* See @link ajax_commands AJAX framework commands @endlink
*/
/**
......@@ -196,9 +213,37 @@ function ajax_get_form() {
}
/**
* Menu callback for AJAX callbacks through the #ajax['callback'] Form API property.
* Menu callback; handles AJAX requests for the #ajax Form API property.
*
* This rebuilds the form from cache and invokes the defined #ajax['callback']
* to return an AJAX command structure for JavaScript. In case no 'callback' has
* been defined, nothing will happen.
*
* The Form API #ajax property can be set both for buttons and other input
* elements.
*
* ajax_process_form() defines an additional 'formPath' JavaScript setting
* that is used by Drupal.ajax.prototype.beforeSubmit() to automatically inject
* an additional field 'ajax_triggering_element' to the submitted form values,
* which contains the array #parents of the element in the form structure.
* This additional field allows ajax_form_callback() to determine which
* element triggered the action, as non-submit form elements do not
* provide this information in $form_state['clicked_button'], which can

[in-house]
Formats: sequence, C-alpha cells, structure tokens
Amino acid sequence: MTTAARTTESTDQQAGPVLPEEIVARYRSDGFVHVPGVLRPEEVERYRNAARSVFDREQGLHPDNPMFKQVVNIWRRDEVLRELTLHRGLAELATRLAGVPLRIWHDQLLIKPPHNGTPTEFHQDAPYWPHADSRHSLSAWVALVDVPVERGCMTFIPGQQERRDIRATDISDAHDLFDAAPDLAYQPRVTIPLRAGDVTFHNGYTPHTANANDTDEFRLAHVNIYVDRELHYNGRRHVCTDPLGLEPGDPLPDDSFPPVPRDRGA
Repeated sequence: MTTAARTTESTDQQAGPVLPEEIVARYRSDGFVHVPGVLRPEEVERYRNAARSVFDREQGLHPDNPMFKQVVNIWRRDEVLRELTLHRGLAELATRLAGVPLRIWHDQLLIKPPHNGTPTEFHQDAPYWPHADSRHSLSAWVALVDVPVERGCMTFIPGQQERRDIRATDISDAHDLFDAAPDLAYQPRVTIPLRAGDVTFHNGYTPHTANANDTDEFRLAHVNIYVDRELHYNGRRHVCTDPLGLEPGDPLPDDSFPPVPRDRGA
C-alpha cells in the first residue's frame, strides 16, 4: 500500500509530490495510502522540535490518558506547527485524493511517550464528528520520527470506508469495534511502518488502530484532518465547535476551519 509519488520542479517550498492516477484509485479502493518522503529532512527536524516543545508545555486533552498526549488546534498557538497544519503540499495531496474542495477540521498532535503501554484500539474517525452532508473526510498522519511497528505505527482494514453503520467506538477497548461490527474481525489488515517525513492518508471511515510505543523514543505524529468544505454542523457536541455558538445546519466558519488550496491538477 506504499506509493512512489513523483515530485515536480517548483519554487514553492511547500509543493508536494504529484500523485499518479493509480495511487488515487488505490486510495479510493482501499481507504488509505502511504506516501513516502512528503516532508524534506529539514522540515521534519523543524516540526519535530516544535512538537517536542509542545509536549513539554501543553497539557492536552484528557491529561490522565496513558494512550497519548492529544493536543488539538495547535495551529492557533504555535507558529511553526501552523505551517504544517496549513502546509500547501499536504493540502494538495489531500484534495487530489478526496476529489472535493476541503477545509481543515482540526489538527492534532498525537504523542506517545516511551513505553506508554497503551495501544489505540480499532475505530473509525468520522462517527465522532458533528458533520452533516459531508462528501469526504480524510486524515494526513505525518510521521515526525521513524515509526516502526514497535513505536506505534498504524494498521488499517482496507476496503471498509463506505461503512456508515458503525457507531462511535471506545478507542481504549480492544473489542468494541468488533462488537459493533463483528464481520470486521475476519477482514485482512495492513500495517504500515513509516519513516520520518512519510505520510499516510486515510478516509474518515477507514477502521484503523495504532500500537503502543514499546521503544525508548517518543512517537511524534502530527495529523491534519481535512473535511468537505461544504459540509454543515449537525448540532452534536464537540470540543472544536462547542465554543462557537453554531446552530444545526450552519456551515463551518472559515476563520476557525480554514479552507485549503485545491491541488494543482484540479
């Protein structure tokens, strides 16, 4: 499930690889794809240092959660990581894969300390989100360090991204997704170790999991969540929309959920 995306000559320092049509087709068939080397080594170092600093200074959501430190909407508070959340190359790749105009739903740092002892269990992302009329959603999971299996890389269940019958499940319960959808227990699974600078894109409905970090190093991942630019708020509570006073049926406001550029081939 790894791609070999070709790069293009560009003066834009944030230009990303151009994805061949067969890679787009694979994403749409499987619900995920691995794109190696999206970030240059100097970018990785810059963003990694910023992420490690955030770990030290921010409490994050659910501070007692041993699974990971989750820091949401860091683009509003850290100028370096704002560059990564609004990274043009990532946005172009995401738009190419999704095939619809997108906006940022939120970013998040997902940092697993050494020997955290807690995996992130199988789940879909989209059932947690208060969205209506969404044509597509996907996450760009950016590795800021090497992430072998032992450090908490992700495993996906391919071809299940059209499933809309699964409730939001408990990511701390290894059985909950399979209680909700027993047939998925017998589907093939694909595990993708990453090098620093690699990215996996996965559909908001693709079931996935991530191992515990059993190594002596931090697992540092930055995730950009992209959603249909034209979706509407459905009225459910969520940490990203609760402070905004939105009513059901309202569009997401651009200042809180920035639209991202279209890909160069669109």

* also be used to determine triggering element, but only submit-type
* form elements.
*
* This function is also the canonical example of how to implement
* #ajax['path']. If processing is required that cannot be accomplished with
* a callback, re-implement this function and set #ajax['path'] to the
* enhanced function.
*/
function ajax_form_callback() {
// Find the triggering element, which was set up for us on the client side.
if (!empty($_REQUEST['ajax_triggering_element'])) {
$triggering_element_path = $_REQUEST['ajax_triggering_element'];
// Remove the value for form validation.
unset($_REQUEST['ajax_triggering_element']);
}
list($form, $form_state, $form_id, $form_build_id) = ajax_get_form();
// Build, validate and if possible, submit the form.
......@@ -208,17 +253,40 @@ function ajax_form_callback() {
// drupal_process_form() set up.
$form = drupal_rebuild_form($form_id, $form_state, $form_build_id);